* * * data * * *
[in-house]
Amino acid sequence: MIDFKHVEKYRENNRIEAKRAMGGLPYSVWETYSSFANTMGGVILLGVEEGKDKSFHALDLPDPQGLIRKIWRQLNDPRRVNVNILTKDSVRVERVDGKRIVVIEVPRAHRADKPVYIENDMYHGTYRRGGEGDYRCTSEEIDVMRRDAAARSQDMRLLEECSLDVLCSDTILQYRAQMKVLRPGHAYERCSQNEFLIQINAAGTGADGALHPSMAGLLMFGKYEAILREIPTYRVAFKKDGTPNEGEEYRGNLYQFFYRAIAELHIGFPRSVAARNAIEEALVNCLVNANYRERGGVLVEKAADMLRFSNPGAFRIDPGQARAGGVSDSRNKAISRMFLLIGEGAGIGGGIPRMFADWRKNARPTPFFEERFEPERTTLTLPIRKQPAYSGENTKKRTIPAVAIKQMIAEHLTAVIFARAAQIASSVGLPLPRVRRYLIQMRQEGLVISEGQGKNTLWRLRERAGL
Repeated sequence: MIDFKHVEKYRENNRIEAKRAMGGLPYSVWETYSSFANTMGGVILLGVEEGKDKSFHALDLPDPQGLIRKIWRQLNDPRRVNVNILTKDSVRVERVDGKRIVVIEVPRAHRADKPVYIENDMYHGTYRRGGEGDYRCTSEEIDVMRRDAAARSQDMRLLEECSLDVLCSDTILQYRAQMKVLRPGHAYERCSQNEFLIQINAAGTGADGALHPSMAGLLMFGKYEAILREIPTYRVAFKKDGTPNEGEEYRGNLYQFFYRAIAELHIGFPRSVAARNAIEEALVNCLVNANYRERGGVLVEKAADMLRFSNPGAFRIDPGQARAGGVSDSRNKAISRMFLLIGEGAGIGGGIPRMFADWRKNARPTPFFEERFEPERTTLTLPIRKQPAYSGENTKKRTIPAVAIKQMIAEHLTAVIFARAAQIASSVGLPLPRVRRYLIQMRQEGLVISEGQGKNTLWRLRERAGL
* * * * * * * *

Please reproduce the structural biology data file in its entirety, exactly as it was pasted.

[in-house]
Amino acid sequence: MIDFKHVEKYRENNRIEAKRAMGGLPYSVWETYSSFANTMGGVILLGVEEGKDKSFHALDLPDPQGLIRKIWRQLNDPRRVNVNILTKDSVRVERVDGKRIVVIEVPRAHRADKPVYIENDMYHGTYRRGGEGDYRCTSEEIDVMRRDAAARSQDMRLLEECSLDVLCSDTILQYRAQMKVLRPGHAYERCSQNEFLIQINAAGTGADGALHPSMAGLLMFGKYEAILREIPTYRVAFKKDGTPNEGEEYRGNLYQFFYRAIAELHIGFPRSVAARNAIEEALVNCLVNANYRERGGVLVEKAADMLRFSNPGAFRIDPGQARAGGVSDSRNKAISRMFLLIGEGAGIGGGIPRMFADWRKNARPTPFFEERFEPERTTLTLPIRKQPAYSGENTKKRTIPAVAIKQMIAEHLTAVIFARAAQIASSVGLPLPRVRRYLIQMRQEGLVISEGQGKNTLWRLRERAGL
Repeated sequence: MIDFKHVEKYRENNRIEAKRAMGGLPYSVWETYSSFANTMGGVILLGVEEGKDKSFHALDLPDPQGLIRKIWRQLNDPRRVNVNILTKDSVRVERVDGKRIVVIEVPRAHRADKPVYIENDMYHGTYRRGGEGDYRCTSEEIDVMRRDAAARSQDMRLLEECSLDVLCSDTILQYRAQMKVLRPGHAYERCSQNEFLIQINAAGTGADGALHPSMAGLLMFGKYEAILREIPTYRVAFKKDGTPNEGEEYRGNLYQFFYRAIAELHIGFPRSVAARNAIEEALVNCLVNANYRERGGVLVEKAADMLRFSNPGAFRIDPGQARAGGVSDSRNKAISRMFLLIGEGAGIGGGIPRMFADWRKNARPTPFFEERFEPERTTLTLPIRKQPAYSGENTKKRTIPAVAIKQMIAEHLTAVIFARAAQIASSVGLPLPRVRRYLIQMRQEGLVISEGQGKNTLWRLRERAGL